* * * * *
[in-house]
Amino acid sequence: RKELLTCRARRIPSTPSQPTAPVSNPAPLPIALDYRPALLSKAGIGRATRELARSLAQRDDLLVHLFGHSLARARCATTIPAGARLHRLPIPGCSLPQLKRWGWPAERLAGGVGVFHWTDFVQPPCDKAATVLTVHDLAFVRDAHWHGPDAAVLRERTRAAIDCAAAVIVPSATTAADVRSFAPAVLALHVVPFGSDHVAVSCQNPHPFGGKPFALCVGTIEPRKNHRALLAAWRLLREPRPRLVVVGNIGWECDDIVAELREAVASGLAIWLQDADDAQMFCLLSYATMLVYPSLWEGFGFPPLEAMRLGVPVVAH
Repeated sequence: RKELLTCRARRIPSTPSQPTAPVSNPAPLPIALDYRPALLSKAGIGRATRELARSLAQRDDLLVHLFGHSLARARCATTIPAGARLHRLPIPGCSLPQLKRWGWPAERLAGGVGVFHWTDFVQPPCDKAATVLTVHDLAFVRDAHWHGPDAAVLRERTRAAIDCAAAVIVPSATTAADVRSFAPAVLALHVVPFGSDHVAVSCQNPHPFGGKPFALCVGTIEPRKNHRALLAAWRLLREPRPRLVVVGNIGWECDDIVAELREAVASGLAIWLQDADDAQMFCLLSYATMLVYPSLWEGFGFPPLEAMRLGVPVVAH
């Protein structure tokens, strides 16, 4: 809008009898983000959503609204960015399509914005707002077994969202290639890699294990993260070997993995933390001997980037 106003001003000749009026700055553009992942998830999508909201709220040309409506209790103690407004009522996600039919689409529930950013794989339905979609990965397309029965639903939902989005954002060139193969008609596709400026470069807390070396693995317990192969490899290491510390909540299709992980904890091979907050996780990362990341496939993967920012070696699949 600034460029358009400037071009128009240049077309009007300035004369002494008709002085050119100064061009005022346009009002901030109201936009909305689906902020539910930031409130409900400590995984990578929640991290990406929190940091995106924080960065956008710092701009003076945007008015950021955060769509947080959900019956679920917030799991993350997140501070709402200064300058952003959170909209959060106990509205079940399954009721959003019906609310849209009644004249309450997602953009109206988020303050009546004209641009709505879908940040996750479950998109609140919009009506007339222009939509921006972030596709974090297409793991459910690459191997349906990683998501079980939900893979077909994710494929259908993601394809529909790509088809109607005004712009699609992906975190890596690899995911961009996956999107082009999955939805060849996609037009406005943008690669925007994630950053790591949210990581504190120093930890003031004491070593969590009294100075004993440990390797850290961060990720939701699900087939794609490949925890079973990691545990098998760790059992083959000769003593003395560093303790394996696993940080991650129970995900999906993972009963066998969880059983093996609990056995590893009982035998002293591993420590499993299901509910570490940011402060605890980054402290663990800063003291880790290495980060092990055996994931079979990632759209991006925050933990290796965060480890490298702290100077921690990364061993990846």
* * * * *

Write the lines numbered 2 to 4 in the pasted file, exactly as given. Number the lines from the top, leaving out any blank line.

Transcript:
Amino acid sequence: RKELLTCRARRIPSTPSQPTAPVSNPAPLPIALDYRPALLSKAGIGRATRELARSLAQRDDLLVHLFGHSLARARCATTIPAGARLHRLPIPGCSLPQLKRWGWPAERLAGGVGVFHWTDFVQPPCDKAATVLTVHDLAFVRDAHWHGPDAAVLRERTRAAIDCAAAVIVPSATTAADVRSFAPAVLALHVVPFGSDHVAVSCQNPHPFGGKPFALCVGTIEPRKNHRALLAAWRLLREPRPRLVVVGNIGWECDDIVAELREAVASGLAIWLQDADDAQMFCLLSYATMLVYPSLWEGFGFPPLEAMRLGVPVVAH
Repeated sequence: RKELLTCRARRIPSTPSQPTAPVSNPAPLPIALDYRPALLSKAGIGRATRELARSLAQRDDLLVHLFGHSLARARCATTIPAGARLHRLPIPGCSLPQLKRWGWPAERLAGGVGVFHWTDFVQPPCDKAATVLTVHDLAFVRDAHWHGPDAAVLRERTRAAIDCAAAVIVPSATTAADVRSFAPAVLALHVVPFGSDHVAVSCQNPHPFGGKPFALCVGTIEPRKNHRALLAAWRLLREPRPRLVVVGNIGWECDDIVAELREAVASGLAIWLQDADDAQMFCLLSYATMLVYPSLWEGFGFPPLEAMRLGVPVVAH
């Protein structure tokens, strides 16, 4: 809008009898983000959503609204960015399509914005707002077994969202290639890699294990993260070997993995933390001997980037 106003001003000749009026700055553009992942998830999508909201709220040309409506209790103690407004009522996600039919689409529930950013794989339905979609990965397309029965639903939902989005954002060139193969008609596709400026470069807390070396693995317990192969490899290491510390909540299709992980904890091979907050996780990362990341496939993967920012070696699949 600034460029358009400037071009128009240049077309009007300035004369002494008709002085050119100064061009005022346009009002901030109201936009909305689906902020539910930031409130409900400590995984990578929640991290990406929190940091995106924080960065956008710092701009003076945007008015950021955060769509947080959900019956679920917030799991993350997140501070709402200064300058952003959170909209959060106990509205079940399954009721959003019906609310849209009644004249309450997602953009109206988020303050009546004209641009709505879908940040996750479950998109609140919009009506007339222009939509921006972030596709974090297409793991459910690459191997349906990683998501079980939900893979077909994710494929259908993601394809529909790509088809109607005004712009699609992906975190890596690899995911961009996956999107082009999955939805060849996609037009406005943008690669925007994630950053790591949210990581504190120093930890003031004491070593969590009294100075004993440990390797850290961060990720939701699900087939794609490949925890079973990691545990098998760790059992083959000769003593003395560093303790394996696993940080991650129970995900999906993972009963066998969880059983093996609990056995590893009982035998002293591993420590499993299901509910570490940011402060605890980054402290663990800063003291880790290495980060092990055996994931079979990632759209991006925050933990290796965060480890490298702290100077921690990364061993990846």